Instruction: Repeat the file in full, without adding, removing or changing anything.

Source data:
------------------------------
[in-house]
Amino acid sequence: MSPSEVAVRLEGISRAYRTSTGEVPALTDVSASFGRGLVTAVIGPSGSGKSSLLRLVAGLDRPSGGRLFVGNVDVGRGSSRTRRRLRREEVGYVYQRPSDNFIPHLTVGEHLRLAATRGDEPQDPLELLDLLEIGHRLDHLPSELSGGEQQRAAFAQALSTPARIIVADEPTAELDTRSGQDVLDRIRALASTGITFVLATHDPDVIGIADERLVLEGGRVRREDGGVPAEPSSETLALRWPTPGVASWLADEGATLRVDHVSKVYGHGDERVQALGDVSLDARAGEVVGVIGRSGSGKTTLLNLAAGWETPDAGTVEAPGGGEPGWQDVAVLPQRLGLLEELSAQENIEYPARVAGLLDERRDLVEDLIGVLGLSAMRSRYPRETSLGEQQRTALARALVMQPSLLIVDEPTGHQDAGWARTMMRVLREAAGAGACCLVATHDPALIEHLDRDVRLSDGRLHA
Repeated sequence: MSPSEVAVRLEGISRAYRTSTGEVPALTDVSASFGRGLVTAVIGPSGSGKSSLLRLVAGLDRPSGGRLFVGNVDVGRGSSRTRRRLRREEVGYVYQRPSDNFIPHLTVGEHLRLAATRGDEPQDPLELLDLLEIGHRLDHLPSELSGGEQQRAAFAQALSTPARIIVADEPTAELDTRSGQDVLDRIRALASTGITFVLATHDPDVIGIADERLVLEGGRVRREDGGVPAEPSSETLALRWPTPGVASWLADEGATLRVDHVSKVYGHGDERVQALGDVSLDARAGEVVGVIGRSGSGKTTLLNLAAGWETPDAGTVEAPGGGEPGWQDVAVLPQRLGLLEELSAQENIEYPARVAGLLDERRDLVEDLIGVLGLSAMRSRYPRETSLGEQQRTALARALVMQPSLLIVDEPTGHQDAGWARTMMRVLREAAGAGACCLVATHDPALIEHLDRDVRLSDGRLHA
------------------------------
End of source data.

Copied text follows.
[in-house]
Amino acid sequence: MSPSEVAVRLEGISRAYRTSTGEVPALTDVSASFGRGLVTAVIGPSGSGKSSLLRLVAGLDRPSGGRLFVGNVDVGRGSSRTRRRLRREEVGYVYQRPSDNFIPHLTVGEHLRLAATRGDEPQDPLELLDLLEIGHRLDHLPSELSGGEQQRAAFAQALSTPARIIVADEPTAELDTRSGQDVLDRIRALASTGITFVLATHDPDVIGIADERLVLEGGRVRREDGGVPAEPSSETLALRWPTPGVASWLADEGATLRVDHVSKVYGHGDERVQALGDVSLDARAGEVVGVIGRSGSGKTTLLNLAAGWETPDAGTVEAPGGGEPGWQDVAVLPQRLGLLEELSAQENIEYPARVAGLLDERRDLVEDLIGVLGLSAMRSRYPRETSLGEQQRTALARALVMQPSLLIVDEPTGHQDAGWARTMMRVLREAAGAGACCLVATHDPALIEHLDRDVRLSDGRLHA
Repeated sequence: MSPSEVAVRLEGISRAYRTSTGEVPALTDVSASFGRGLVTAVIGPSGSGKSSLLRLVAGLDRPSGGRLFVGNVDVGRGSSRTRRRLRREEVGYVYQRPSDNFIPHLTVGEHLRLAATRGDEPQDPLELLDLLEIGHRLDHLPSELSGGEQQRAAFAQALSTPARIIVADEPTAELDTRSGQDVLDRIRALASTGITFVLATHDPDVIGIADERLVLEGGRVRREDGGVPAEPSSETLALRWPTPGVASWLADEGATLRVDHVSKVYGHGDERVQALGDVSLDARAGEVVGVIGRSGSGKTTLLNLAAGWETPDAGTVEAPGGGEPGWQDVAVLPQRLGLLEELSAQENIEYPARVAGLLDERRDLVEDLIGVLGLSAMRSRYPRETSLGEQQRTALARALVMQPSLLIVDEPTGHQDAGWARTMMRVLREAAGAGACCLVATHDPALIEHLDRDVRLSDGRLHA